XFX 6200 Upgrade For the Cube
Some time ago, my Cube’s original ATI Rage 128 Pro video card needed replacing. Relative to newer models, it ran slower than uphill molasses and supported a limited range of monitor sizes. With the help of folks at CubeOwner, a beefier ATI 7500 Radeon stepped in for the ATI 128 and achieved video bliss—at least for a little while.
Early this year, my long-lived Formac LCD monitor flashed, smoked, and dramatically gave up the ghost. Suddenly, I needed a new monitor. It’s no problem finding a replacement, but the new crop of wide-screen choices made me envious—and the Radeon 7500 couldn’t support a roomy 22-inch model, with 1680×1050 resolution.
When I bought the 7500, you could also find high-powered GeForce3 cards specially modified for Cubes. Unfortunately, they ran close to $200 each. I needed value more than top-shelf performance, so went with the $50 Radeon. It worked for me then, but wouldn’t be enough now.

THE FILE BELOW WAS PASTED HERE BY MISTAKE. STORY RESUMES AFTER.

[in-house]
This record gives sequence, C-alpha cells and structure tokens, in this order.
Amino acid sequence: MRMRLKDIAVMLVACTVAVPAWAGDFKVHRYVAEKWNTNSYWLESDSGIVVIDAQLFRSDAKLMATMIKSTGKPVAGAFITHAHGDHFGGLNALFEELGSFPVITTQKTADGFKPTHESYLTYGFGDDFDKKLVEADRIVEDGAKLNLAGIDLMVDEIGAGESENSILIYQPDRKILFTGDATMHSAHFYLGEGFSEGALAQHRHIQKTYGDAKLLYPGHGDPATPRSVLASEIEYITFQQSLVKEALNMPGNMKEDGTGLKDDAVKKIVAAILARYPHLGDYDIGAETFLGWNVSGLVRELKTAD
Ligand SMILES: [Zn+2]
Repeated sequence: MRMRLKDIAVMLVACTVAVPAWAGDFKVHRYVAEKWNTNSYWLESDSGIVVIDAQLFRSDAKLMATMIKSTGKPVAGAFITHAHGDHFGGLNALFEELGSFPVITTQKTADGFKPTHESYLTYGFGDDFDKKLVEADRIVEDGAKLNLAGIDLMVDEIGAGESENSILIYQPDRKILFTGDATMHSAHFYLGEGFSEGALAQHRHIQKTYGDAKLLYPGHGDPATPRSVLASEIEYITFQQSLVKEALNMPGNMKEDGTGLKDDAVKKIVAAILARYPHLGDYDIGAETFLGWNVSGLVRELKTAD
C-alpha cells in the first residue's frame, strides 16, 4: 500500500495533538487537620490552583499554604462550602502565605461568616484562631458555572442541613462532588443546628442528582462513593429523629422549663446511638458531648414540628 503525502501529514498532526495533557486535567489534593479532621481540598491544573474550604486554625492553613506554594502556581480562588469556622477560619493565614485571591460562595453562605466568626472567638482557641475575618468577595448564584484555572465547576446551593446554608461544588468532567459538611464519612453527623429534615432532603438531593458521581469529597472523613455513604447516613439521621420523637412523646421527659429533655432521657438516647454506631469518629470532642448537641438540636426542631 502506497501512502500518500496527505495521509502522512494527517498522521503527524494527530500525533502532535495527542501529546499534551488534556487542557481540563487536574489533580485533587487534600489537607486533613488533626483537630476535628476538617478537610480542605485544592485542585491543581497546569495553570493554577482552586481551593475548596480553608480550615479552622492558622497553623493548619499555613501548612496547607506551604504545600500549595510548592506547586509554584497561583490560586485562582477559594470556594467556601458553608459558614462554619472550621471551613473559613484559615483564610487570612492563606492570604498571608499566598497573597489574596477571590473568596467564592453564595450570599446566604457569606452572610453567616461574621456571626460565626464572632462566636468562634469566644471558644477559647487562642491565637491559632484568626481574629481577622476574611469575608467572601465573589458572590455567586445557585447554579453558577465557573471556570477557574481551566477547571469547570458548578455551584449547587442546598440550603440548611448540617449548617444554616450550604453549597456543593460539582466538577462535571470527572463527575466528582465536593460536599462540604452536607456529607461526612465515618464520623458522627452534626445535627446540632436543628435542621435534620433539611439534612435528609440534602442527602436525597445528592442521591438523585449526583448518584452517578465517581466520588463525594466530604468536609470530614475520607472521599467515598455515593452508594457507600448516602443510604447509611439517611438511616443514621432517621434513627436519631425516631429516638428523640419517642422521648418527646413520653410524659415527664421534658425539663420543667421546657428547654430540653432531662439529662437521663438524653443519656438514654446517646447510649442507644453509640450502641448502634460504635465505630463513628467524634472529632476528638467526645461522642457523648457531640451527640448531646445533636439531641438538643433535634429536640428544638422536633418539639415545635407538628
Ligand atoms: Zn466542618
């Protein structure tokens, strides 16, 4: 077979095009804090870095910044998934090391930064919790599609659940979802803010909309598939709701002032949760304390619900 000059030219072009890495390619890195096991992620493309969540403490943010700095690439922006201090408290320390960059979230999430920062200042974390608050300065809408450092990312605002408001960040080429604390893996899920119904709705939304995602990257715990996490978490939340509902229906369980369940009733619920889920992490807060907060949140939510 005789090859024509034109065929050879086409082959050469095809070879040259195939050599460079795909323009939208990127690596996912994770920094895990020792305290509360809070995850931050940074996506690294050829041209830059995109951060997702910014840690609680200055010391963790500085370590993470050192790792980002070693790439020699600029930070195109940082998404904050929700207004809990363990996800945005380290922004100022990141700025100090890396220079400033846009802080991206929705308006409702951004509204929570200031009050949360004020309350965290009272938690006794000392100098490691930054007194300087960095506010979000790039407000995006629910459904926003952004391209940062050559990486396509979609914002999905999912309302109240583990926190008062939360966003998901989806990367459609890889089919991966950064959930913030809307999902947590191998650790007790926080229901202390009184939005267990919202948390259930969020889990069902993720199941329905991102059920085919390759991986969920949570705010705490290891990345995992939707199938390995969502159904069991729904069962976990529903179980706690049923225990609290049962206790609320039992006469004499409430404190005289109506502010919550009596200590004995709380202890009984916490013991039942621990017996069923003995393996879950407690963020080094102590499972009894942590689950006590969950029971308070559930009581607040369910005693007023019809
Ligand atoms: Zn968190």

Time Waits For No Man
Fortunately, technology moves along, even for old computers. In 2007, Cube owners don’t have to settle for the hard-to-find GeForce3 cards. The video card tweaking site Strangedogs, a repository of video card know-how, provided an option I previously thought impossible. Reformat a PC GeForce 6200 for dual-monitor support! DVI output! 1680×1050 resolution! 256 MB of VRAM! Apple’s new Core Image support! An extra supply of exclamation points to describe it all!
I last used multiple displays on my Power Mac 8500, which came ready for two monitors (plus a TV output) if you spent an extra $50 on a whopping 4 MB of VRAM. A decade later, the XFX GeForce 6200 includes 256 MB for the same upgrade cost. This means bigger monitors, such as a typical 22-inch model or Apple’s Cinema Displays.
There’s a very large catch to the nVIDIA XFX GeForce 6200—it’s a PC-based video card that you’re reworking for the Cube (bringing it over from the Dark Side, as some say). This setup requires some special work.